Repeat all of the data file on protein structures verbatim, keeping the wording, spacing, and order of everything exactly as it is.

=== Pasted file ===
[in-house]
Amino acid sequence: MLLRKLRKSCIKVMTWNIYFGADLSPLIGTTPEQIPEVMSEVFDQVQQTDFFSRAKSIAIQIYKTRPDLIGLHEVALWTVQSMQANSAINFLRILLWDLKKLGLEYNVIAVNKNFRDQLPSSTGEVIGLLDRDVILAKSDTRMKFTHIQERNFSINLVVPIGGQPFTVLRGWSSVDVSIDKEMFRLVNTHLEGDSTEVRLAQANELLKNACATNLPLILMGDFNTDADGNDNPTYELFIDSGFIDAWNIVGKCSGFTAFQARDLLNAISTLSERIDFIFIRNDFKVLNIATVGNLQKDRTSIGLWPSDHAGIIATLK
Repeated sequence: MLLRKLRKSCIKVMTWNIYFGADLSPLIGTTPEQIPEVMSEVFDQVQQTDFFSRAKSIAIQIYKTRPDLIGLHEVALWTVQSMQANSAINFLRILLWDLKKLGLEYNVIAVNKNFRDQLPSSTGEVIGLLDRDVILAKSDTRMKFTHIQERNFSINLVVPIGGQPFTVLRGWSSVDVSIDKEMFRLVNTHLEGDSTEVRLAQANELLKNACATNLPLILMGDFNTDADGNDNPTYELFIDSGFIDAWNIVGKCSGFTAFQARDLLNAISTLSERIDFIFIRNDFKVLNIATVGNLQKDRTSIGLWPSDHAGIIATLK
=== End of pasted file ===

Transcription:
[in-house]
Amino acid sequence: MLLRKLRKSCIKVMTWNIYFGADLSPLIGTTPEQIPEVMSEVFDQVQQTDFFSRAKSIAIQIYKTRPDLIGLHEVALWTVQSMQANSAINFLRILLWDLKKLGLEYNVIAVNKNFRDQLPSSTGEVIGLLDRDVILAKSDTRMKFTHIQERNFSINLVVPIGGQPFTVLRGWSSVDVSIDKEMFRLVNTHLEGDSTEVRLAQANELLKNACATNLPLILMGDFNTDADGNDNPTYELFIDSGFIDAWNIVGKCSGFTAFQARDLLNAISTLSERIDFIFIRNDFKVLNIATVGNLQKDRTSIGLWPSDHAGIIATLK
Repeated sequence: MLLRKLRKSCIKVMTWNIYFGADLSPLIGTTPEQIPEVMSEVFDQVQQTDFFSRAKSIAIQIYKTRPDLIGLHEVALWTVQSMQANSAINFLRILLWDLKKLGLEYNVIAVNKNFRDQLPSSTGEVIGLLDRDVILAKSDTRMKFTHIQERNFSINLVVPIGGQPFTVLRGWSSVDVSIDKEMFRLVNTHLEGDSTEVRLAQANELLKNACATNLPLILMGDFNTDADGNDNPTYELFIDSGFIDAWNIVGKCSGFTAFQARDLLNAISTLSERIDFIFIRNDFKVLNIATVGNLQKDRTSIGLWPSDHAGIIATLK